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Open Access Publications from the University of California

Fish Bulletin No. 64. The Biology of the Soupfin Galeorhinus zyopterus and Biochemical Studies of the Liver


The use of fish liver oils as a dietary supplement has been practiced for hundreds of years but not until a comparatively recent date has it been known that the virtue of these oils lies in their vitamin content. Because of this increased knowledge of vitamins, manufacturers of pharmaceutical products analyzed many species of fish in a search for new sources of this much desired food fortifier. Additional stimulus to the search for vitamins in other fish was also furnished by the second World War which curtailed the production of cod liver oil and eventually cut off European supplies. Laboratory tests showed that the soupfin shark along the Pacific Coast of North America has a liver richer in vitamin A than any other fish yet analyzed. As a result, the California fishery for this shark increased at a spectacular rate.

By 1942 an investigation of the fish and its fishery was deemed necessary. This required study of the biology of the fish to determine if the population could continue to support the fishery, and an analysis of the vitamin A content of the livers both to understand the causes for the variation in yield between individuals and to ascertain whether methods in practice by the industry produced the highest possible vitamin yield.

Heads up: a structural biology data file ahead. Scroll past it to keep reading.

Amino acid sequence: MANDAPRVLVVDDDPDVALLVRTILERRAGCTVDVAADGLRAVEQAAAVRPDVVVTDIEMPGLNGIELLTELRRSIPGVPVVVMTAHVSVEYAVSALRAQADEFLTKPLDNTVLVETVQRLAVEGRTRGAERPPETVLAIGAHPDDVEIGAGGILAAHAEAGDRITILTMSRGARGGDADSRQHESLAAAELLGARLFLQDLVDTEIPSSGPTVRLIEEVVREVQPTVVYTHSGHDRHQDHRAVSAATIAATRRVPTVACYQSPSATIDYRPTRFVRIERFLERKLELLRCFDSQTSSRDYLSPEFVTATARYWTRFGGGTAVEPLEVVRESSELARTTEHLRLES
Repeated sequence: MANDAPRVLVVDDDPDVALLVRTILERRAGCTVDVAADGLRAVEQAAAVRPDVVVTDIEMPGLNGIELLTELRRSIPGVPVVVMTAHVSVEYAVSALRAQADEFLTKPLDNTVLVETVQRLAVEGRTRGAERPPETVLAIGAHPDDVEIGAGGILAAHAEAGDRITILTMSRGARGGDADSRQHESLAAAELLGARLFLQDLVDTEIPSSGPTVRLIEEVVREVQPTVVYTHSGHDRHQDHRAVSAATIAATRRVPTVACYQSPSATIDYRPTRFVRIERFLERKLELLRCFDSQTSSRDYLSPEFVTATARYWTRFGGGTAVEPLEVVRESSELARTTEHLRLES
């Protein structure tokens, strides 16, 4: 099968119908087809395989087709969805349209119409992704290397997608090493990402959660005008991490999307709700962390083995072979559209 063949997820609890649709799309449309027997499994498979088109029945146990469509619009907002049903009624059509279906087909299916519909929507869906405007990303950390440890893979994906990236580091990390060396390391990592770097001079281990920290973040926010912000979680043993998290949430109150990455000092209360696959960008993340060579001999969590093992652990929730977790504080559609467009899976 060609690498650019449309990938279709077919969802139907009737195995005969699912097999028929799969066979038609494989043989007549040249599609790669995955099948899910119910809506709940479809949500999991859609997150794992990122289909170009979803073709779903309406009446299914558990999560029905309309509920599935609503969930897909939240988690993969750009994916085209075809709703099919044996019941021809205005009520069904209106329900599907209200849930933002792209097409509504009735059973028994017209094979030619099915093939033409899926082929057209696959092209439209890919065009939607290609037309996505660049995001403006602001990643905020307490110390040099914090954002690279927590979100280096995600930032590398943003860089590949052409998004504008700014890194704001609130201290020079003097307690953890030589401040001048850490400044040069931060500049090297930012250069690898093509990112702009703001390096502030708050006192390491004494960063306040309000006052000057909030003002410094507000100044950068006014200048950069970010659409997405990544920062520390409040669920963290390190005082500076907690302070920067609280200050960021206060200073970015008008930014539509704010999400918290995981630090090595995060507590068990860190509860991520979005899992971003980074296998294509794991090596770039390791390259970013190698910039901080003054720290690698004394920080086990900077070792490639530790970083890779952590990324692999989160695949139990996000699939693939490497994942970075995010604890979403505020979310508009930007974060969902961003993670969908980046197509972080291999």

The soupfin shark (Galeorhinus zyopterus) is classified with the family of true sharks, Galeidae, in which are included the tiger, great blue, smooth-hounds, leopard, and bay shark. The family has a wide distribution in the oceans of the world. The species Galeorhinus zyopterus is found from Cedros Island, Lower California, to northern British Columbia.

The soupfin attains a size of slightly over six feet. Its head is flattened dorso-ventrally with the snout projecting well beyond the eyes. It has five gill openings and an anal fin. The first dorsal fin is located about midway between the pectorals and ventrals. The tail, not lunate in shape, is considerably shorter than the body and is deeply notched. There is no lateral keel on the caudal peduncle. The teeth are sharp, placed in several rows and are notched on the outer edge below the point, with the lower part of the notch divided into two to five points.

The position of the second dorsal and anal fins offers the simplest means of distinguishing soupfin from other species of sharks found in California. These fins are inserted opposite each other just anterior to the caudal peduncle and are of about the same height. In lateral view an extension of the anterior and posterior edges of the two fins would intercept to form an almost perfect diamond.

To the casual observer, small specimens of soupfin may be confused with brown and grey smooth-hound sharks. However, the second dorsal fin of the smooth-hounds is inserted in advance of the anal fin and exceeds this fin in both length of base and in height. If close attention is given to the insertion and the relative height of the second dorsal and anal fins, the distinction between small soupfin and smooth-hounds is quite marked and should offer no difficulties.

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